Blair Morgan, fresh from Canadian motocross, entered his first SnoCross race in Wests Yellowstone on a dare. He brought his stand-up style to the track and changed the sport forever. Morgan stood while riding the entire time, even thru bumps and jumps, and went on to surprise everyone with a second place finish. This was the beginning of a streak of wins and national championships.
Over time, the EXPO Headquarters moved from the old Railroad Depot, out to a tent at the old airport, and then to the Holiday Inn Conference and Convention Center where remains today. Marge Wanner took over the role of Snowmobile Events Coordinator as a volunteer which evolved into a paid position. Marge is as much of an institution as EXPO. Without her efforts, and those of countless volunteer, EXPO would have not continued through the years.
“Freestyle” big air snowmobile shows were added to the 1999 EXPO. Freestyle snowmobiling was created in West Yellowstone. Kourney Hungerford and his brother Whitney began snowmobiling as youngsters. Kourtney’s first sled at age 10 was a Yamaha Sno Skoot. They were also freestyle motocross fans and wanted to figure out a way to do similar stunts with a snowmobile.
With the help of a shop class teacher and friends, they constructed their first ramp in 2001 and starting modifying their snowmobiles. Within a few years, West Yellowstone hosted the first freestyle event, followed by other cities until in 2007, ESPN’s Winter X Games added snowmobile freestyle to its list of extreme sports competitions.
From 1999-2005, FSX hosted a freestyle or “Big Air” competition. Scoring was complex with 50% based on number of tricks and their consistency and timing, 30% on degree of difficulty, and 20% on showmanship. The EXPO 2004 competition included Heath Frisby, Chris Burandt, Jimmy Frejes (famous for his backflips), Tim Needles, and Lee Stuart who were also known for appearing in back country freeriding films.
After a hiatus in 2006, freestyle returned to the 2007 EXPO when the SCS Sledstyle Invitational prequalified 10 competitors include Heath Frisby, West Yellowstone’s own Kourtney Hungerford, Sam Carver, Chris Burandt, and others. Beginning in 2008, the freestyle competition was replaced by Billings-based Octane Addiction’s freestyle show.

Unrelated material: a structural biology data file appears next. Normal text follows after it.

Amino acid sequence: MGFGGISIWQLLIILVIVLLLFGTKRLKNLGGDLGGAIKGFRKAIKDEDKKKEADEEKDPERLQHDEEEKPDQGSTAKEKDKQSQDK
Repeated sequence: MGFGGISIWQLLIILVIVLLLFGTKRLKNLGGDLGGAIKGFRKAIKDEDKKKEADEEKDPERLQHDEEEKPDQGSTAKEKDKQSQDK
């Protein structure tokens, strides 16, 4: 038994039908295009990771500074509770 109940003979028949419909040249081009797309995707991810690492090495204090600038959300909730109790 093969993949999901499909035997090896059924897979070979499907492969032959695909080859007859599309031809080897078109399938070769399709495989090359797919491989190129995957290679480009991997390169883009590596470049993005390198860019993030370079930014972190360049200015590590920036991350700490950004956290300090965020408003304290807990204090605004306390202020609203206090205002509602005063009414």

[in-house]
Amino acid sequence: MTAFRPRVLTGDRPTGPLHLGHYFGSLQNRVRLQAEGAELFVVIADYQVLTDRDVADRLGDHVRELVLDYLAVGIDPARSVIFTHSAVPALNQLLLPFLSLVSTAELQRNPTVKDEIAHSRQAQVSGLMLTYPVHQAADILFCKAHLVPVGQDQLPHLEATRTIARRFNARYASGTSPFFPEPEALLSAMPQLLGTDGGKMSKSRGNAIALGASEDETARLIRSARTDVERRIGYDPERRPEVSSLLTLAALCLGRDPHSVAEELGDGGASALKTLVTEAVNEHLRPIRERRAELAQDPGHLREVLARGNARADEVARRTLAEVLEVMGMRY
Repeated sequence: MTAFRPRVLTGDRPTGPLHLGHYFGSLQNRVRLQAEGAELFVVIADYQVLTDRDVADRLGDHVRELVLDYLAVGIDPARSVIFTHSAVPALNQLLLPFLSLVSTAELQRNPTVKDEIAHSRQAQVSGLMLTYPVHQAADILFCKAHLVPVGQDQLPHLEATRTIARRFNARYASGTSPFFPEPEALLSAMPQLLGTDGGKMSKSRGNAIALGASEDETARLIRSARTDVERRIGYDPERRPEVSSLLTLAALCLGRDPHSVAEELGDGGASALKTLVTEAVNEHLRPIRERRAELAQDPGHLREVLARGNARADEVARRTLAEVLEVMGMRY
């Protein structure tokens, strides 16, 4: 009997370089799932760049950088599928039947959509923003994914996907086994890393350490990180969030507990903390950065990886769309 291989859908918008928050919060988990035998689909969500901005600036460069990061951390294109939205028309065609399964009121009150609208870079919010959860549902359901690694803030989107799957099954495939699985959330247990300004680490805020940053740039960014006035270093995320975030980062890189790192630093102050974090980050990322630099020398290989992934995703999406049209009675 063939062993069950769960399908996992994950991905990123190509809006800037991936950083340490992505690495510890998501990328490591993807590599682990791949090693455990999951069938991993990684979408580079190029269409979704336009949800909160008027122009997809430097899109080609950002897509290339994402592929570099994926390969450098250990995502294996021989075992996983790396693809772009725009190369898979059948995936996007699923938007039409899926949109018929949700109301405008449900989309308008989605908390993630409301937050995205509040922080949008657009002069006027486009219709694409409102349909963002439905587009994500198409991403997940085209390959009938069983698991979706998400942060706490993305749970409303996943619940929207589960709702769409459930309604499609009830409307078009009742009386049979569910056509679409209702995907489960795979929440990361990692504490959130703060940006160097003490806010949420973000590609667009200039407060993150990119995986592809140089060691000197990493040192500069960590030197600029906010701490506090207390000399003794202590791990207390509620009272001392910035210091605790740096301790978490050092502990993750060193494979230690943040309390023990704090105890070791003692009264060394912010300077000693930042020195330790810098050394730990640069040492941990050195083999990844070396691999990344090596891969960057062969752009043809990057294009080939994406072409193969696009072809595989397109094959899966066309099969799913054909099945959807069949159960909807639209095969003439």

Vintage sleds have been a feature since 2004 when the Western States Vintage Snowmobile Association (WSVSA) held their first annual “Vintage Roundup” during EXPO inviting vintage snowmobile clubs and members to participate in competitions, poker runs, and other activities. Vintage races and “hot laps” were included in 2007.
The Vintage Show and racing events have continued to expand reflecting an increasing interest in anything vintage from snowmobilers. In 2014, the SnoCross track was transitioned to an oval racing track reminiscent of the track used by the first EXPO racers.
Other changes in EXPO reflected changes in the sport as well. Cross country races were dropped in favor of more SnoCross although that could be reintroduced in future EXPO’s. The next generation of racers (with encouragement from parents and grandparents) battles in the M120’s races with increasingly expensively modified sleds. In 2012, the inaugural 120 Western Grand Championship Races were introduced to the racing line-up.
Other racing events were tried over the years including ATV and UTV, a “Big Truck Bash,” and snowbikes. A free afternoon show from SWOOP Productions was added featuring a sport-bike freestyle show for bike fanatics of all ages.
In other ways, however, EXPO has not changed. Ten months of planning, hundreds of volunteers, deliberations for grooming the track and stands, and steadfast support from snowmobile manufacturers, SnoWest, and the participants. It is still the best end of season show for snowmobilers in the West!